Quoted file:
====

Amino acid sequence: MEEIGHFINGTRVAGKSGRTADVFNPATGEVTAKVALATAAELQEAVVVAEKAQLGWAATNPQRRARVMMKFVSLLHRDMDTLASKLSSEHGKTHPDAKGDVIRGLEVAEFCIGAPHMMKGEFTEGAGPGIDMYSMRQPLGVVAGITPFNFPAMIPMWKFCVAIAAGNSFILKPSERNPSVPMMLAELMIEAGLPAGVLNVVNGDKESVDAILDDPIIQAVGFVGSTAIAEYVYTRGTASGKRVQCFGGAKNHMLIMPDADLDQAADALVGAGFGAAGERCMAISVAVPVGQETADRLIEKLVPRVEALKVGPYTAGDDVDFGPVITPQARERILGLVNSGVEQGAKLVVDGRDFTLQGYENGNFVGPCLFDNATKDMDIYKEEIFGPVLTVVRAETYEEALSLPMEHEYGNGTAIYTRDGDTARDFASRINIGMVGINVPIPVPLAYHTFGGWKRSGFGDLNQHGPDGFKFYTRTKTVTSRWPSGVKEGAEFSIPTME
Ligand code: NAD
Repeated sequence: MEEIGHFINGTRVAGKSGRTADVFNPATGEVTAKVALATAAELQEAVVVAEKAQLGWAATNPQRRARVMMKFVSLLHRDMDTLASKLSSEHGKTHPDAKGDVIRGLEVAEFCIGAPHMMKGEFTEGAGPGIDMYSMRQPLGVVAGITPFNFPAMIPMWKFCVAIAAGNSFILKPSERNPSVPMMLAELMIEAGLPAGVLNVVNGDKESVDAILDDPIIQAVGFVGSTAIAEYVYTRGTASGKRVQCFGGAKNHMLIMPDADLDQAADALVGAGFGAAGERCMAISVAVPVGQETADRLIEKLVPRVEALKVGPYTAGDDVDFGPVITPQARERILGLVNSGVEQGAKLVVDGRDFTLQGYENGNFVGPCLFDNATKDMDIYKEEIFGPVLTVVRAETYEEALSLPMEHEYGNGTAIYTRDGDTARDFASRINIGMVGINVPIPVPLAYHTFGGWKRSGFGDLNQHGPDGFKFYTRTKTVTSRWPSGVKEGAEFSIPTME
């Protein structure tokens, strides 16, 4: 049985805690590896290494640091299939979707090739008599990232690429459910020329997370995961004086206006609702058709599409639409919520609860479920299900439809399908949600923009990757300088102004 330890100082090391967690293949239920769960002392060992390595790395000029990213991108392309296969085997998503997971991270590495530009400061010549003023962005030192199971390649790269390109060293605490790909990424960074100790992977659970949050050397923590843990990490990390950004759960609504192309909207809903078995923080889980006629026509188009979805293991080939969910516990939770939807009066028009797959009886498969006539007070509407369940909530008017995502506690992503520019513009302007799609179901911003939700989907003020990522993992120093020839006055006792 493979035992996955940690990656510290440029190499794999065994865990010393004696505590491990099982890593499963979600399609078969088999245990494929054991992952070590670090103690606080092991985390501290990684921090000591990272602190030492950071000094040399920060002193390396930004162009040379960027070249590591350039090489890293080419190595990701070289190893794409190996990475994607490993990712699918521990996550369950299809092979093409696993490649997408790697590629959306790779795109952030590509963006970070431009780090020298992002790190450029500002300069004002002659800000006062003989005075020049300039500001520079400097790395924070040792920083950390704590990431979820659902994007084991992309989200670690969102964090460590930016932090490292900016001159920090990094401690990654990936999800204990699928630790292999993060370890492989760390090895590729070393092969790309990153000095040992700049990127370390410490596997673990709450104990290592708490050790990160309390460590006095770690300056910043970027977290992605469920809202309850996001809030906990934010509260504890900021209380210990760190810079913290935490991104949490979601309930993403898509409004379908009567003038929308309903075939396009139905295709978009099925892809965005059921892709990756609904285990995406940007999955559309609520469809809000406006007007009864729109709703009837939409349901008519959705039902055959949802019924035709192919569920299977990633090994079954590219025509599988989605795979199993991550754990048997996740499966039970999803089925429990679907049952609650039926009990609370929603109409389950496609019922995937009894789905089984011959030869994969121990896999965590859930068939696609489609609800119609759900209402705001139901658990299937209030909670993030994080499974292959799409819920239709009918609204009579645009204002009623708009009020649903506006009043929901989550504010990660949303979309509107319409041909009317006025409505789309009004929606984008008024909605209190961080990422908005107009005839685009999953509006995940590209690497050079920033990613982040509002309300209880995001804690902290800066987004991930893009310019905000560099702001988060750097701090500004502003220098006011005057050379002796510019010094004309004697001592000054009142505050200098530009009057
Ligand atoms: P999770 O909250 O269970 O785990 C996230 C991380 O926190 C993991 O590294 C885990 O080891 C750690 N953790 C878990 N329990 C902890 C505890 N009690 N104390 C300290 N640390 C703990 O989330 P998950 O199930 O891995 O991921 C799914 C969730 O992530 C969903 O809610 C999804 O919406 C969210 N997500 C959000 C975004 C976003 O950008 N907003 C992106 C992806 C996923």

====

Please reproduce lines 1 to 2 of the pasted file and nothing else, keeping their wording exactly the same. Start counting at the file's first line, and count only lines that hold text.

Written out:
Amino acid sequence: MEEIGHFINGTRVAGKSGRTADVFNPATGEVTAKVALATAAELQEAVVVAEKAQLGWAATNPQRRARVMMKFVSLLHRDMDTLASKLSSEHGKTHPDAKGDVIRGLEVAEFCIGAPHMMKGEFTEGAGPGIDMYSMRQPLGVVAGITPFNFPAMIPMWKFCVAIAAGNSFILKPSERNPSVPMMLAELMIEAGLPAGVLNVVNGDKESVDAILDDPIIQAVGFVGSTAIAEYVYTRGTASGKRVQCFGGAKNHMLIMPDADLDQAADALVGAGFGAAGERCMAISVAVPVGQETADRLIEKLVPRVEALKVGPYTAGDDVDFGPVITPQARERILGLVNSGVEQGAKLVVDGRDFTLQGYENGNFVGPCLFDNATKDMDIYKEEIFGPVLTVVRAETYEEALSLPMEHEYGNGTAIYTRDGDTARDFASRINIGMVGINVPIPVPLAYHTFGGWKRSGFGDLNQHGPDGFKFYTRTKTVTSRWPSGVKEGAEFSIPTME
Ligand code: NAD